After its 20-year-long sojourn in space, on September 15, NASA’s Cassini spacecraft plunged into Saturn’s atmosphere, becoming one with the longtime object of its study. While many continue to mourn the loss of this benevolent spacecraft, NASA announced a bit of unexpected good news this month — one piece of Cassini survived, and it’s wandering around space right now.
According to NASA, the aluminum shell of one of Cassini’s instruments called the Cosmic Dust Analyzer (CDA), was “jettisoned in order to open the instrument’s aperture” back in 1997. The CDA itself stayed on the spacecraft, of course, and was used to study tiny particles within Saturn’s rings.
But since the CDA cover came off the spacecraft in its nascency, it never reached the Saturn system, and didn’t burn up in the planet’s atmosphere like the rest of the probe.
“This early cover release was necessary in order to begin measurements of the interplanetary and interstellar dust background,” NASA writes in an article about the CDA.
Inverse has reached out to NASA to find out where the CDA might be right now. According to a post the agency wrote about the instrument back on December 22, it expects that the CDA cover is traveling in an “Earth-like orbit” with an “approximate speed of 19 miles per second (30 kilometers per second).” It may be bright enough to be visible with a very powerful telescope, but so far, NASA hasn’t been able to confirm that.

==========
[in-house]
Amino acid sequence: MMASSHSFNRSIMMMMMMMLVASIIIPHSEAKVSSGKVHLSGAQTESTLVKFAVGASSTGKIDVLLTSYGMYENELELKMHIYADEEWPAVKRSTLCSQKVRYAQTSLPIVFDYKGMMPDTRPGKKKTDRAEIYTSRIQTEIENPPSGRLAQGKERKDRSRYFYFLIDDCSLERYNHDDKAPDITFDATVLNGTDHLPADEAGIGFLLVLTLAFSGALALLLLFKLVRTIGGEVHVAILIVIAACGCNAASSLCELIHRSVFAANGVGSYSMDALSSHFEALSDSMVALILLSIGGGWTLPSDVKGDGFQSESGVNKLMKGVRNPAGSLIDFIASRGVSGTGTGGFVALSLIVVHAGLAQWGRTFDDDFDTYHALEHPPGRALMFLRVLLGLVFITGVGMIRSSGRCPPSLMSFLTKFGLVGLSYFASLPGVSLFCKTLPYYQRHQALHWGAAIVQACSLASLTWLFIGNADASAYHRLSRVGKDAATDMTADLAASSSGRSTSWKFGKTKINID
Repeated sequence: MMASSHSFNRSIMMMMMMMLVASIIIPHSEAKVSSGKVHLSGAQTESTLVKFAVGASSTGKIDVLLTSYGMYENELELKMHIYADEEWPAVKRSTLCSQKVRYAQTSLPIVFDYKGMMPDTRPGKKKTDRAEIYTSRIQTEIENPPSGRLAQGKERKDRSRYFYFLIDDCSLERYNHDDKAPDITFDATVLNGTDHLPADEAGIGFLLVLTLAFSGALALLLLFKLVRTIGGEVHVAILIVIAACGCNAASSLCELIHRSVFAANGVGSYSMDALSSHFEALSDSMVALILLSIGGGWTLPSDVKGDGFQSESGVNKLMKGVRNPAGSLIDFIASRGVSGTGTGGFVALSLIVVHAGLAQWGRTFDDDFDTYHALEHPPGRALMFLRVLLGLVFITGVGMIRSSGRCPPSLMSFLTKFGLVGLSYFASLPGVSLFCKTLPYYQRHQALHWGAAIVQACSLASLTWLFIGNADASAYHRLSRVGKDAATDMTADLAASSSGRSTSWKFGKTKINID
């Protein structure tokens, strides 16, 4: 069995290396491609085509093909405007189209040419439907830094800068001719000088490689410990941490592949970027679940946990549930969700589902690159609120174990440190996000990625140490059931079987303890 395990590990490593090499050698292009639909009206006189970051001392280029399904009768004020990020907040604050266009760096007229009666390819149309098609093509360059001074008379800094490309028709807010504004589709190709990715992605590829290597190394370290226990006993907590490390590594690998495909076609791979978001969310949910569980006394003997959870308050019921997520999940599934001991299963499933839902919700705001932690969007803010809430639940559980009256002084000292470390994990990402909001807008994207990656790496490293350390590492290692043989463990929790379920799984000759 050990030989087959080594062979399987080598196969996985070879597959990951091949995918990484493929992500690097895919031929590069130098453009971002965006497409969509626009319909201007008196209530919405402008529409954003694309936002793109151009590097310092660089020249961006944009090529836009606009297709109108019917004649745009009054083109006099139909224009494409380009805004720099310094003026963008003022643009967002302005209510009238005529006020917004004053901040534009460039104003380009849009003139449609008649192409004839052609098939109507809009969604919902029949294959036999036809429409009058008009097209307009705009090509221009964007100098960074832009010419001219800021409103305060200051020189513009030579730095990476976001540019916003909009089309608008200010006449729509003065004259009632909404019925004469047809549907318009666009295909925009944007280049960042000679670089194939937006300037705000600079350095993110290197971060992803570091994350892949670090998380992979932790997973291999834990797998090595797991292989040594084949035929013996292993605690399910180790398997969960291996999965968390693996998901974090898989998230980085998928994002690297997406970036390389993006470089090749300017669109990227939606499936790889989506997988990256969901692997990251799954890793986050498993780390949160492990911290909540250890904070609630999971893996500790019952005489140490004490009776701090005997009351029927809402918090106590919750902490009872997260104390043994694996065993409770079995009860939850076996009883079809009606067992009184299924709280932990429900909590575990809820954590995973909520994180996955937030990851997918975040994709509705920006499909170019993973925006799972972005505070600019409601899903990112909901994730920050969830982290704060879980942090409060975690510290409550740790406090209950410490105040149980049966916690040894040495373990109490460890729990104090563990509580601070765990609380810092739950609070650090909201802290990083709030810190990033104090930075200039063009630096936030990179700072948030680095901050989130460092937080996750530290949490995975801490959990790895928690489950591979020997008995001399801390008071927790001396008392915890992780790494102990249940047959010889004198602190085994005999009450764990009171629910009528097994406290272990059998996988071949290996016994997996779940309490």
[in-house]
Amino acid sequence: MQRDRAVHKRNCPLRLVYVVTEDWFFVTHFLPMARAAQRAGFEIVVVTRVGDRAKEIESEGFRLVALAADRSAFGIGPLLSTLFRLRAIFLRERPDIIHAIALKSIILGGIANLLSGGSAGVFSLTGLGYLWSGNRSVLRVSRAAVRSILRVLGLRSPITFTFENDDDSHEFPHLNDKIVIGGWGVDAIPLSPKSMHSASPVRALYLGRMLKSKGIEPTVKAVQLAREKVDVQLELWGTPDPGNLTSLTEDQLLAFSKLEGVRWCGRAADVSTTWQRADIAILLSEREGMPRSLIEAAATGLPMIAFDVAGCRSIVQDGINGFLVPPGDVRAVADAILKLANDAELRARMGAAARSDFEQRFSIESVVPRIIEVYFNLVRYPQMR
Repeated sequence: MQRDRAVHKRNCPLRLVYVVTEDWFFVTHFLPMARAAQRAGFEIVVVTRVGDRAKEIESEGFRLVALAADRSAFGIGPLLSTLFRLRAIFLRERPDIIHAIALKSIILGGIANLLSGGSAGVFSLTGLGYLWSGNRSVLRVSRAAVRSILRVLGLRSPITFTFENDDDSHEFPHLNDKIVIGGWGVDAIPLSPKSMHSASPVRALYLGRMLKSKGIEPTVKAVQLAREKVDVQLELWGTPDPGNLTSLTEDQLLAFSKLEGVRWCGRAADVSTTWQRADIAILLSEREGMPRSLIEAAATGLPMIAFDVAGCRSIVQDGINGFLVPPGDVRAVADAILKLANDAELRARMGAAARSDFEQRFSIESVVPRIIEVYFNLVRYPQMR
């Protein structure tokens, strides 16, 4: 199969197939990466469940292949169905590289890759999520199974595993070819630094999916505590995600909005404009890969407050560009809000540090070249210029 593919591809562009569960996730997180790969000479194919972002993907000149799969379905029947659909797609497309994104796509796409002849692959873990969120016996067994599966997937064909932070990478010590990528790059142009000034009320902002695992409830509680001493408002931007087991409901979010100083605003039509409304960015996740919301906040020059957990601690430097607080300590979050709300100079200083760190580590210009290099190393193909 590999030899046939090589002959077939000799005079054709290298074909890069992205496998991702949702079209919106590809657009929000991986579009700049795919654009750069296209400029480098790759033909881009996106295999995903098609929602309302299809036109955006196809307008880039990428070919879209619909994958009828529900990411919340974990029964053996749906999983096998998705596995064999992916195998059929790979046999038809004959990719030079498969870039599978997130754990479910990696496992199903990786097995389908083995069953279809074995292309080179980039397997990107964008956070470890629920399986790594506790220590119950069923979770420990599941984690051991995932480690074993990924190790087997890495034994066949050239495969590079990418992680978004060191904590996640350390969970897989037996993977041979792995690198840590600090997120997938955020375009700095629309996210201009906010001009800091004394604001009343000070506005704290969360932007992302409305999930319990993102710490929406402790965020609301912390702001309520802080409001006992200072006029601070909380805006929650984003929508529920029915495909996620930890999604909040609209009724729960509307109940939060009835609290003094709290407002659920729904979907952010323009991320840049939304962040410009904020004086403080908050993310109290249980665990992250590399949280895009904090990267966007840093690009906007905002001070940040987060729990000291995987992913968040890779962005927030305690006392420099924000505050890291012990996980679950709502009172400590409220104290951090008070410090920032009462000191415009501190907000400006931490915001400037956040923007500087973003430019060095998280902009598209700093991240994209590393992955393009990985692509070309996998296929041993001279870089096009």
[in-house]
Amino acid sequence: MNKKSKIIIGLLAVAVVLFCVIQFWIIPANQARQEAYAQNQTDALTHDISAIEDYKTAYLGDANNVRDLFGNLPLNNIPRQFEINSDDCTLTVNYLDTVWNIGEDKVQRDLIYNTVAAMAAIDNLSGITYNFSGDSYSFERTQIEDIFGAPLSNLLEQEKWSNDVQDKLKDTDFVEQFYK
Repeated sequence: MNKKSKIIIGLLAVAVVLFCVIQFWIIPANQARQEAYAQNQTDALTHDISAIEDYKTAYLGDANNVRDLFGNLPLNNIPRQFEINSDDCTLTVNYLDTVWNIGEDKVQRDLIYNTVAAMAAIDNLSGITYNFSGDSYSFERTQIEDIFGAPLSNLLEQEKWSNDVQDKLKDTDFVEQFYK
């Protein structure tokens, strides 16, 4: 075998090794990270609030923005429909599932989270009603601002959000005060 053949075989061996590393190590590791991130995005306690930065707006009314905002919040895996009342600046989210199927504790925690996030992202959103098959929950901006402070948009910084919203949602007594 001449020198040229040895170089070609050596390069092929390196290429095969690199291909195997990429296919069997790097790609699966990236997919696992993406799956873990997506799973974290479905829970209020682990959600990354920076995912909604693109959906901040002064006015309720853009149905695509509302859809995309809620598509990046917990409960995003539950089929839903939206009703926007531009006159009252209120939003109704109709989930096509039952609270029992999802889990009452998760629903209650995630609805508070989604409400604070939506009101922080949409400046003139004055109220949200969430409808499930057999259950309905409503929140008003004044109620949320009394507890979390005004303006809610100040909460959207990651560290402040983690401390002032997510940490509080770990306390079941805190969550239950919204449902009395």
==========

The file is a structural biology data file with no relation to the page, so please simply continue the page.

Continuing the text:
The Cassini mission, which ended this past September, left Earth on October 15, 1997. It entered the Saturn system on June 30, 2004, where it spent the next 13 years observing Saturn and several of its moons, including Enceladus, Tethys, Dione, Helene Rhea, Titan, Iapetus, and Phoebe.
While Cassini fans would probably love to see this piece of the spacecraft in a museum, it’s highly unlikely that NASA would spend the time and money needed to recover it. After all, it’d be a really expensive trip for an aluminum cover.
That said, maybe the best way to remember Cassini isn’t by bringing back a piece of it that’s already been lost to the cosmos. The scientific data and images that Cassini beamed back to Earth will inspire new discoveries for years to come. With that, the best mission of our lifetime lives on forever — a piece of it orbiting alone just adds to that poetry.